Anyway, I have digitizing work to do--I apologize for such a long introduction. I hope you'll take time out from your busy day to read this. Oh, one more thing (which really was not my first motivation for sharing)--this is definitely Mathew Franklin Whittier's work, if it isn't his wife, Abby's. You will see that this makes it entirely plausible that they could have written the original of "A Christmas Carol," together.
The column heading simply indicates that Mathew was covering the "blotter" at the police station, and most of his columns had to do with reporting the people brought in there. He would then represent them sympathetically, in prose or poetry.
Pickings from my Safety Office.
THE LAST SOVEREIGN.
There is a spirit within man which arrays
The thing we doat upon with colorings
Richer than roses--brighter than the beams
Of the clear sun at morning.--Barry Cornwell.
And well, thus gifted, may ye bear the thrill
Of social sorrows and ideal wrong;
The AEolian harp that heaven's pure breezes fill,
Must breathe, at times, a melancholy song.--Good.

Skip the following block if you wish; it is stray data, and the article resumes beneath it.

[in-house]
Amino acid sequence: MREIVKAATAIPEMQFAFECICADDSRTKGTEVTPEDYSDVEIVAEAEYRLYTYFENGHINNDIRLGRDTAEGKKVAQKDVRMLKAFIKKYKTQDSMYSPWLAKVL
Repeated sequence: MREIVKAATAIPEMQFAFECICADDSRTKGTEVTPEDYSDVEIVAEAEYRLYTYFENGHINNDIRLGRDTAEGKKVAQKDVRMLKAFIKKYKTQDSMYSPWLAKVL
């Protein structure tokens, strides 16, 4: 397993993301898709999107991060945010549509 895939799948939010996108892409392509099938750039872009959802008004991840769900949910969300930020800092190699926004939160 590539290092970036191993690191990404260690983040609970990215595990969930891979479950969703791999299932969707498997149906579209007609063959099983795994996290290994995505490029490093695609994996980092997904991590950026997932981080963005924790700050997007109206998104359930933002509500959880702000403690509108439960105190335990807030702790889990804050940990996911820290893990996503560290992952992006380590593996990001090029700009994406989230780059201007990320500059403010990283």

George Melville was born in Liverpool, some forty years agone, more or less--for we are not of that gossip class who are nice to a fault, especially when facts get on the wrong side of time; and as the friend's eye may follow the sketching of incidents which shadowed his early career, we would not send him to the wife or glass to count wrinkles or grey hairs, which so becomingly adorn the upper man, or call to his mind an unpleasant thought, but to establish and brighten the links of social joy. Honors and titles had been wreathed in the history of his forebears from William of Normandy, and family pride, in later days, had bound misery to the wheels of fortune with the iron chains of poverty, under which their descendants languished for many years, until an effort of enterprise on the part of the grandfather of George, broke the bonds with the restraints of rank which lay enwrapped in the cerements of the dead, by connecting himself in commercial pursuits with a gentleman of wealth. The titled merchant was never forgiven by the collateral branches, for having so demeaned himself as to prefer independence and usefulness, to inflated dignity with the concomitant evils of indolence and poverty; and his children were wont to look with regret upon what they unjustly deemed a stained escutcheon; one, however, widely followed in the father's path, believing that honest industry, wherever bestowed, would bring comfort, peace and honor. The third generation were looking for footing and place in the world, under the golden banners which prosperous years of labor had thrown over their house, when war was declared between Great Britain and a giant child, that was springing to national stature--the nursling of freedom--her Antaeus arms already outstretching for the world's embrace in love and liberty, with strength beyond the power of Herculean tyranny to strangle. The effects of this, from the peculiar relations of the affairs of the firm with the mercantile communities involved in the dispute, were disastrous; the blast of the war-trumpet left in the path of its tempest-breath the princely merchant an utter wreck. George was old enough to have a faint perception of the change which war's mischance had wrought for him; but his was a sturdy nature, and with the sanguine confidence of youth, he looked cheerfully forward, giving his mite of consolation to those who bowed beneath the storm, as they resigned the luxuries and magnificence of their stately halls.